Setting aside my contempt for Tweety Bird (who, again, deserves every ounce of scorn heaped upon his insufferably doe-eyed head), Sandy Claws just isn't a very good short. Lord knows I love me some classic cartoon violence, but this short is just lame. I think part of the problem might be that Tweety is such a passive protagonist; he spends the entire short under the impression that Sylvester is trying to save him, so he never defends himself. All of Sylvester's injuries are the result of misfortunate instead of active malice, which just isn't very funny.

And as much as I like Sylvester, he is a little hard to root for. The secret ingredient to making a short like this work is that you have to make the audience want the bad guy to win. We want Tom to catch Jerry because Jerry's a dick. We want Wile E. Coyote to eat the Road Runner because the Coyote is starving. Now consciously we know this will never happen, and we know that we probably shouldn't be rooting for them, but we do anyway. That's where the comic tension comes from.

Now, do I want Sylvester to eat Tweety? Yes. But that's mostly because I find Tweety annoying. And the only time I'm truly invested in the bad guy trying to eat someone because they're annoying is when I'm watching an episode of Hannibal. Sylvester might be a funny bully but he is, at the end of the day, a bully. He lacks the pathetic desperation that makes Tom or Wile E. Coyote so easy to root for.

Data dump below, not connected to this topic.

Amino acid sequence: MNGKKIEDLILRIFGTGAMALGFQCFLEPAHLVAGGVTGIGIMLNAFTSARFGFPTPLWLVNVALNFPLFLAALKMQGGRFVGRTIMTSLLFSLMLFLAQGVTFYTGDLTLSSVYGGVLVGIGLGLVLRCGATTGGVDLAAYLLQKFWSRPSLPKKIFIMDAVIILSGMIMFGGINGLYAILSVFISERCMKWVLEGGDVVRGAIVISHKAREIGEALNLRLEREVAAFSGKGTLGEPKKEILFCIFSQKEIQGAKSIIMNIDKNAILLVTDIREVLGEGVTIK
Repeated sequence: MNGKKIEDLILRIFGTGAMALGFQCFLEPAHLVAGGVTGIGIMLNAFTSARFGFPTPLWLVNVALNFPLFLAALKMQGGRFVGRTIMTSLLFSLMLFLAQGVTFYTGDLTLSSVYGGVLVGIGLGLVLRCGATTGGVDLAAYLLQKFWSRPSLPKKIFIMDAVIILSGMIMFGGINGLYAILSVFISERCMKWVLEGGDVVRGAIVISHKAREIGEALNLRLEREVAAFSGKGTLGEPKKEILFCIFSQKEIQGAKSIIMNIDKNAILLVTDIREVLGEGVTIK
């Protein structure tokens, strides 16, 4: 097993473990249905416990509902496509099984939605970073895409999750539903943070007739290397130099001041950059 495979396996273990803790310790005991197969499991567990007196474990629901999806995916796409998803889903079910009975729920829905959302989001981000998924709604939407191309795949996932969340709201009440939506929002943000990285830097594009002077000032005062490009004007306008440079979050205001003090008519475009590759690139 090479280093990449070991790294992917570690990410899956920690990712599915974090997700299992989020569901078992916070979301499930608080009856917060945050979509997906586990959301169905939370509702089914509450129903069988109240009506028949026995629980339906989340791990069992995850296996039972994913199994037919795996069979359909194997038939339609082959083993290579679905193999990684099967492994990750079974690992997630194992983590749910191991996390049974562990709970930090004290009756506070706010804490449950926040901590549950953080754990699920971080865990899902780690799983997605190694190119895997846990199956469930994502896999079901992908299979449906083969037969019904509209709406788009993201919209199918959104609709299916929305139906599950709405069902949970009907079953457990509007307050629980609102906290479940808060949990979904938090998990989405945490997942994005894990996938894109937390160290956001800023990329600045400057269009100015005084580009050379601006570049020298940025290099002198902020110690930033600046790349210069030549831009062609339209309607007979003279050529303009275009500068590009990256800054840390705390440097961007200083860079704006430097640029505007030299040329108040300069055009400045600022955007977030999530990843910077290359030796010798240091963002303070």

Look at this guy. He's threatening to shoot a worm. That poor worm's probably going to need counseling after this. 

And who's going to pay for that? Not Sylvester. And if you think mental health care in this country is bad today, try 

being a worm in the 1950s.

(via Pinterest)


Of course there are exceptions to this formula- sometimes you want the hero to win. Speedy Gonzales is a great example of this; no one wants a cat to eat him. But that's because Speedy Gonzales is easy like. Speedy is funny, charismatic and a total badass. And while the bad guys in his shorts are always outclassed by him, we still want to see them fail because Speedy doesn't instigate conflicts, he resolves them. Speedy Gonzales is a champion for the common mouse, and that's what makes him fun to watch.